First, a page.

It is once again morning in America. I awoke this morning with the realization that on the 4th day of November, 2008 we as a nation finally drove the final stake through the heart of the slavery upon which this country was built by electing Barack Hussein Obama as our 44th President.
As I pedaled between home and my office, I was filled with an overwhelming pride. I found myself considering what this election means; not just for the African Americans in the United States, not just for other minorities in our great country, but for children of all races, all creeds, both male and female around the world.
For the past 28 years, certain of our countrymen have attempted to make the word ‘liberal’ a bad thing. These individuals have attempted to brand those who would seek to change our nation as socialists, communists, soft on terrorism, soft on crime, and have filled our airwaves with messages of hate and racism, mostly very subtle, but much not so subtle either. President-Elect Obama has helped us to overcome much of this. He has continued to acknowledge history and show vision for a bright future.
As a child of the 50’s and 60’s, I grew up with a father who was not outraged by the racism of his time, but was outraged by the race riots that were taking place. While not outwardly racist himself, he stood by the very men who would seek to further the racist policies in our great nation. He rejected the very men and women who were seeking to bring about changes in the civil rights movement and sought safe harbor in the politics of the status quo.
Like almost every other American, I remember where I was the day JFK was assassinated. I also remember where I was the day his brother Robert was assassinated and the day Martin Luther King, Jr. was assassinated. Living through these events, and later the assassination of Anwar Sadat, much of my view of the world was changed. We live in a dangerous and troubled world, and there are individuals and groups of individuals who resist great change and resist the unity that these visionaries sought to bring.
In my lifetime, I have been blessed to watch the United States change from a time when certain individuals could not walk into a restaurant because of the color of their skin to a time when a black couple with their two lovely daughters stood arm in arm, center stage in front of the American People and in fact, the entire world, and acknowledged with great pride and humility that they were not only prepared to, but had been asked to walk through the front door of the White House in just over two months to lead us through whatever we face for the next four years. And this morning I am filled with a pride that I have never before experienced.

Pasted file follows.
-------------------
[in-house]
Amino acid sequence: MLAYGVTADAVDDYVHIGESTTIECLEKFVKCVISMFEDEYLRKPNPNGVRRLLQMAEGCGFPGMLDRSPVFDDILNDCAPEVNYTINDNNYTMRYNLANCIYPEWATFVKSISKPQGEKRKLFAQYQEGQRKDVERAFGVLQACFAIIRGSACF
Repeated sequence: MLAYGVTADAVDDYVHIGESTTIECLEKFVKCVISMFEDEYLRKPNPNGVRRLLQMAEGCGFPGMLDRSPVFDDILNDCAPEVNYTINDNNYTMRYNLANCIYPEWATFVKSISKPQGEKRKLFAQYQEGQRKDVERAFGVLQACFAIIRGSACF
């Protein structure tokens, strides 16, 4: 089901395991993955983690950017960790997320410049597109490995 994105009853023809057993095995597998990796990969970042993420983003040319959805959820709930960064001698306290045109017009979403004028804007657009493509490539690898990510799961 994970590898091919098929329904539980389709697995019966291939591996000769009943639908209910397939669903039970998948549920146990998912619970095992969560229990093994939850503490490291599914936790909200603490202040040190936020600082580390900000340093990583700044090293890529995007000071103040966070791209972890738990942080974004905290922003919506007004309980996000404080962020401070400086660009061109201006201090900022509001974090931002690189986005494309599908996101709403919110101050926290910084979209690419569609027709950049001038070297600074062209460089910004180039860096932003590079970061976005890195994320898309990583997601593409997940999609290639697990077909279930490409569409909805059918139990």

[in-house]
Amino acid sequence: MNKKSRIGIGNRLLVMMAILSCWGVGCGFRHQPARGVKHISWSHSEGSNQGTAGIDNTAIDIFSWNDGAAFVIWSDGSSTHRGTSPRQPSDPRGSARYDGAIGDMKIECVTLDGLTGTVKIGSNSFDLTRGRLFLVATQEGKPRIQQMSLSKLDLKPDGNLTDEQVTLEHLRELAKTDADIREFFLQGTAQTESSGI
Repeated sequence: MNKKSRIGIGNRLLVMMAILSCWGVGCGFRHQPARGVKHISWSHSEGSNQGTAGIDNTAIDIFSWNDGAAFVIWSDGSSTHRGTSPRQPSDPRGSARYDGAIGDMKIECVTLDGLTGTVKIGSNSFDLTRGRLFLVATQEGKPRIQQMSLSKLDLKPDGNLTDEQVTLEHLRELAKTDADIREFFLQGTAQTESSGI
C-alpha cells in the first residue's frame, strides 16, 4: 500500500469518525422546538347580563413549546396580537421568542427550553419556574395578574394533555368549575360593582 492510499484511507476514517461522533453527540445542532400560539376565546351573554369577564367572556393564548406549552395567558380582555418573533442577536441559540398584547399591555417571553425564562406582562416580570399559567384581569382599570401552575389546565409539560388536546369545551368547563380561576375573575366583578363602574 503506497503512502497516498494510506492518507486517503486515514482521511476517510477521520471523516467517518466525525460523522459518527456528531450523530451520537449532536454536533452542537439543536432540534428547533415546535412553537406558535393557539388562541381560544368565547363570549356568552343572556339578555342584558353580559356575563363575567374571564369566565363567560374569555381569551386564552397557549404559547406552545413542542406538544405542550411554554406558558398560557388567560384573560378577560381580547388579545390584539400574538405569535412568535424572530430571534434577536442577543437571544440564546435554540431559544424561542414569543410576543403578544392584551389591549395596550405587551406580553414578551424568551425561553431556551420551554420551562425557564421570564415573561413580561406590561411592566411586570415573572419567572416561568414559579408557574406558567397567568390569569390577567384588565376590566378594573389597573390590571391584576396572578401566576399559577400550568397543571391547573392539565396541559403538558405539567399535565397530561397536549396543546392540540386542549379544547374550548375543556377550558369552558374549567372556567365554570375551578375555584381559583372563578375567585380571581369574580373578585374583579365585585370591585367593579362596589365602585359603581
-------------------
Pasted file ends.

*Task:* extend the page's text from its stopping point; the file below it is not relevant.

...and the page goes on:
Today, I am proud to be an American in a way I have never felt proud before. 28 years ago, Ronald Wilson Reagan stood before the American People and, with a twinkle in his eye, stated that it was “Morning In America.” As much as I disagreed with him during the time he was my president, he was right. Coming out of the Watergate scandal, the oil embargoes, staggering inflation and violence throughout the world, a great change was needed. Some immediate change did take place that was very positive for the world, though much of the change that has taken place during the past 3 decades has been change that has made our nation and our world less safe, less kind, less gentle and less tolerant.
During that time, we have had four presidents who sought to bring about their own visions of change. The past eight years have been a traumatic time in our world. The violence that has spread like a virus threatens to destroy us, and there are individuals and groups of individuals who celebrate this threat. They have always been amongst us, and always will. We cannot and must not be cowed by them. We must continue to stand up to them. For the past eight years, we as a people have not been asked to sacrifice. We have not been asked to do one thing. When our country was attacked, we were told to go shopping.
The recklessness with which our current leadership has utilized our most precious of resources (i.e., our young women and men who so bravely volunteer to defend us in our time of crisis) has brought us to the brink of extinction as a nation. This cavalier show of force in which we have engaged has squandered a budget surplus, has weakened our strength in the eyes of the world and has contributed to making our world less safe. Last night ushered in a bright new day. It is again Morning in America and I hold my head high as I accept the challenge placed before me by my new commander in chief to be a part of a changing world. What is the sacrifice you ask of me, Mr. President? You see, last night I got the first really good night’s sleep I’ve had in a long time. Yes, it is once again morning in America and I am well rested and ready to serve.